|Amber Lynn at 'Golden Goddesses' Book Launch|
Orange County, California generally conjures images prevalent in the popular TV show by the same name depicting affluent white privilege, texting teens languishing on perfectly groomed beaches ambivalent to the sun’s harmful rays while surfer boys gauge the wave action in anticipation of their next big adventure. Growing up in the OC for Laura Lynn Allen however, was anything but idyllic or opulent. After her parents’ complicated break-up at age three, Lynn was placed in foster care for a period of four years at which time her mother convalesced in a hospital following a mental breakdown. Tragically, at age seven and shortly after Lynn finally left her foster home, her mother was killed in an automobile accident leaving Laura to be placed under adoptive guardianship.
As she grew into an attractive young woman, Lynn took advantage of the omnipresent sunshine and mild temperatures offered by the allure of the Orange County coastline. With her ultra tanned skin, precocious sex appeal, and bleach blonde hair, Amber set her sights on a modeling contract while destiny seemed to be in her corner in 1983 when she crossed paths with Althea Flynt, wife of the magazine mogul, Larry Flynt at one of West Hollywood’s prestigious nightclubs.
After modeling for Hustler and Penthouse, the natural next step was a meeting with the successful west coast director, Bobby Hollander. Hollander cast Lynn in her first film Personal Touch 111 (1983) with Bunny Bleu and Lisa DeLeeuw.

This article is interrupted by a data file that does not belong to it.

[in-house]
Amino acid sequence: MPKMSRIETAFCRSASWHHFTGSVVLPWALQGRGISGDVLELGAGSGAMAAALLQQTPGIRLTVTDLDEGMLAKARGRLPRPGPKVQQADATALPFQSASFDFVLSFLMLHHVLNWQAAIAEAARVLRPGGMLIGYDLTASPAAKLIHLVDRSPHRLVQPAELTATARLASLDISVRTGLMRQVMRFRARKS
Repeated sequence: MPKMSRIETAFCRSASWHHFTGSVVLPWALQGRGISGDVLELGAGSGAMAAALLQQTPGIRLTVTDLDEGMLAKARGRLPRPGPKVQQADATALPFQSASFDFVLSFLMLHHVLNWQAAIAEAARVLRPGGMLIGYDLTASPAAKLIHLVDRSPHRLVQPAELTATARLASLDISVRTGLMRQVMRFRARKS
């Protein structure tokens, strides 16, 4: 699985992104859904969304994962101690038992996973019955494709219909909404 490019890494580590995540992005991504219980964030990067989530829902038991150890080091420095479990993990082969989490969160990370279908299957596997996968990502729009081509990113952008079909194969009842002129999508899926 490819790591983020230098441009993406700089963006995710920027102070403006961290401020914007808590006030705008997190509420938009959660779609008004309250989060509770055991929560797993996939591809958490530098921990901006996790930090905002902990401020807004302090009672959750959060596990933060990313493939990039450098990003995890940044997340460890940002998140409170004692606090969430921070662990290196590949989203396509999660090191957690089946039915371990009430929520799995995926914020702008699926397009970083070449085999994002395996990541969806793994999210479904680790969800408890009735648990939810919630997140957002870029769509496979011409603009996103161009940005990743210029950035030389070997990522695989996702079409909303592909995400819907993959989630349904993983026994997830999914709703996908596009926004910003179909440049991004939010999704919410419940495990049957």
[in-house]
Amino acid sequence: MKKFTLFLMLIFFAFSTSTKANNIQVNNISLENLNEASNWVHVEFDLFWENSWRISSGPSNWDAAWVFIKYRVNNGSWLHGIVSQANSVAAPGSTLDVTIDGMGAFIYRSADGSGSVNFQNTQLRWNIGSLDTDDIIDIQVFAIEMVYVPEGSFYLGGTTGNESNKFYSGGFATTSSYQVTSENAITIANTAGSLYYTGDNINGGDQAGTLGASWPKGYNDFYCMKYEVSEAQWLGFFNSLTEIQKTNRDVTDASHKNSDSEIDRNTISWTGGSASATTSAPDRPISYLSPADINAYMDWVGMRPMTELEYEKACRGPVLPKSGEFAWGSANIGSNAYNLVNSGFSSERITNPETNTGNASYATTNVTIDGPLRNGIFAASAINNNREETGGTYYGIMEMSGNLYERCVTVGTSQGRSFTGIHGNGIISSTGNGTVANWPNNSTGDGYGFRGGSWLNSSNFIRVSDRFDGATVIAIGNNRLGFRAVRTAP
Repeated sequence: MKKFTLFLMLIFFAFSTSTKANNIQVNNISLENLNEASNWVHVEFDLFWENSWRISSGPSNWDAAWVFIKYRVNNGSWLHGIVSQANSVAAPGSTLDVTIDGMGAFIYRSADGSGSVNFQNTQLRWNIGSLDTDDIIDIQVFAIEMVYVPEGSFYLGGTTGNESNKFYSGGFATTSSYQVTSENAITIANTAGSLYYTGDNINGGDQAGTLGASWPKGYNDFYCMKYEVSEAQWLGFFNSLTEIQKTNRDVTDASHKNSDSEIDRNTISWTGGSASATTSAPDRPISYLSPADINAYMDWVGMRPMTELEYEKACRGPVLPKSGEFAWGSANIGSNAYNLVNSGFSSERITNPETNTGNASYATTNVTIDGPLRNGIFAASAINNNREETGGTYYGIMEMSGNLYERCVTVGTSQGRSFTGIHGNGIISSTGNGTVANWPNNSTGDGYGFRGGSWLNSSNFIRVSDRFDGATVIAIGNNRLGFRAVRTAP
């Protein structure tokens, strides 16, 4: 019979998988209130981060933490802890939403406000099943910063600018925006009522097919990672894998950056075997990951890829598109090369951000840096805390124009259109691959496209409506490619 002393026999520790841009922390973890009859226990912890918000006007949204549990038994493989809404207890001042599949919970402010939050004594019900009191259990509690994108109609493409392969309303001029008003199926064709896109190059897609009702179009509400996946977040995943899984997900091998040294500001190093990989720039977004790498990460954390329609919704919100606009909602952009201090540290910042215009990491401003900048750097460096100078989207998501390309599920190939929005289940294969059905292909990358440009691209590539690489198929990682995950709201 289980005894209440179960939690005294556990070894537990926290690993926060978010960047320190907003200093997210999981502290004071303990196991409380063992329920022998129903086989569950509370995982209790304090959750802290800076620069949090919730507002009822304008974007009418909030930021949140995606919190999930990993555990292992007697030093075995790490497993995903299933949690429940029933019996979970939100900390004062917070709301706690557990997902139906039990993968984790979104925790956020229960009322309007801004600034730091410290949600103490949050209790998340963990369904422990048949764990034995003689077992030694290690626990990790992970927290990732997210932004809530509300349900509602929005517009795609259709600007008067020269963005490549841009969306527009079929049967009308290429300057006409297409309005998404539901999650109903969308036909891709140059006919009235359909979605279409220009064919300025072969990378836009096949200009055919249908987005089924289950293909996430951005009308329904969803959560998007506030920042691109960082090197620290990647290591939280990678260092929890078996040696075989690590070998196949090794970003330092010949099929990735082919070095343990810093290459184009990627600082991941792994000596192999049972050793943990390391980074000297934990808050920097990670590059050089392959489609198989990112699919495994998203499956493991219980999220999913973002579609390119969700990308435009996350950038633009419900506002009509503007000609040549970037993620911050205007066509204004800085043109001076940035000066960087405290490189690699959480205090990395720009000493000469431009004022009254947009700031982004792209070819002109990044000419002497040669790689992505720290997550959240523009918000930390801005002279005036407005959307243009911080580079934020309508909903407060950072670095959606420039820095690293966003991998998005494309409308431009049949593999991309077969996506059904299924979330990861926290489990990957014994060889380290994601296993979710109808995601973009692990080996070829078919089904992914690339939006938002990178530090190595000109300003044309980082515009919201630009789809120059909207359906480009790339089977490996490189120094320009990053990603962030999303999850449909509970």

“When I got out of the [foster] home and went back to my mother, within that year of returning home, my mother was killed in a car accident in front of me. My life was spared because I was thrown from the car. I was seconds and inches from dying and I witnessed my mother’s death. I was almost decapitated in the car. This all happened by the time I was seven and a half years old. I suffer from PTSD and there was a kind of a huge splitting in my childhood. That’s what children do when they suffer from traumatic events because they are too young to interpret. They split so that they don’t go into shock. I didn’t find this out until years later in therapy and I was able to leave myself to create a character and be someone completely different. Now in my mid-forties when I look back at it squarely, even with all of the recovery, it’s still huge. In my memory, I had a short relationship with my mother, but a few things my mother had said to me always stuck. Her words formed me on the very little information that mattered. My mother was a Lithuanian Jew. She had wanted me to marry once and she wanted me to be a wife before I was a mother. On these little things, I rely.”